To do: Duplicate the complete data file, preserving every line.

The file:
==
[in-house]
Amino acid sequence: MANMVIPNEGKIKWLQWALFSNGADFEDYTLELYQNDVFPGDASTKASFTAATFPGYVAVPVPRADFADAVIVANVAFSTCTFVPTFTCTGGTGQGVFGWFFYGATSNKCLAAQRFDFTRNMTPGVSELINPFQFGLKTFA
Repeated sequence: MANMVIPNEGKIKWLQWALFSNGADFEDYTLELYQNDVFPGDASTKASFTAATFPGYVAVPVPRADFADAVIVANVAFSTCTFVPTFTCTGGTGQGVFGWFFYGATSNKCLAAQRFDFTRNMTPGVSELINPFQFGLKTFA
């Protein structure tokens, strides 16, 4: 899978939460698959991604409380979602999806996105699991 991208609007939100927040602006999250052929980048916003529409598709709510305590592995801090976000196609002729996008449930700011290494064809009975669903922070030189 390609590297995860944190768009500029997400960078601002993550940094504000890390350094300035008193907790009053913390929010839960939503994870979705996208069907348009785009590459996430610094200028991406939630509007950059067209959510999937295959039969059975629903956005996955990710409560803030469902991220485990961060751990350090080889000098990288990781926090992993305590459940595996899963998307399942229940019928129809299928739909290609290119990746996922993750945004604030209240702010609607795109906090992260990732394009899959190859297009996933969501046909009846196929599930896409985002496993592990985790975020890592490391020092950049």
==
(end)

[in-house]
Amino acid sequence: MANMVIPNEGKIKWLQWALFSNGADFEDYTLELYQNDVFPGDASTKASFTAATFPGYVAVPVPRADFADAVIVANVAFSTCTFVPTFTCTGGTGQGVFGWFFYGATSNKCLAAQRFDFTRNMTPGVSELINPFQFGLKTFA
Repeated sequence: MANMVIPNEGKIKWLQWALFSNGADFEDYTLELYQNDVFPGDASTKASFTAATFPGYVAVPVPRADFADAVIVANVAFSTCTFVPTFTCTGGTGQGVFGWFFYGATSNKCLAAQRFDFTRNMTPGVSELINPFQFGLKTFA
């Protein structure tokens, strides 16, 4: 899978939460698959991604409380979602999806996105699991 991208609007939100927040602006999250052929980048916003529409598709709510305590592995801090976000196609002729996008449930700011290494064809009975669903922070030189 390609590297995860944190768009500029997400960078601002993550940094504000890390350094300035008193907790009053913390929010839960939503994870979705996208069907348009785009590459996430610094200028991406939630509007950059067209959510999937295959039969059975629903956005996955990710409560803030469902991220485990961060751990350090080889000098990288990781926090992993305590459940595996899963998307399942229940019928129809299928739909290609290119990746996922993750945004604030209240702010609607795109906090992260990732394009899959190859297009996933969501046909009846196929599930896409985002496993592990985790975020890592490391020092950049």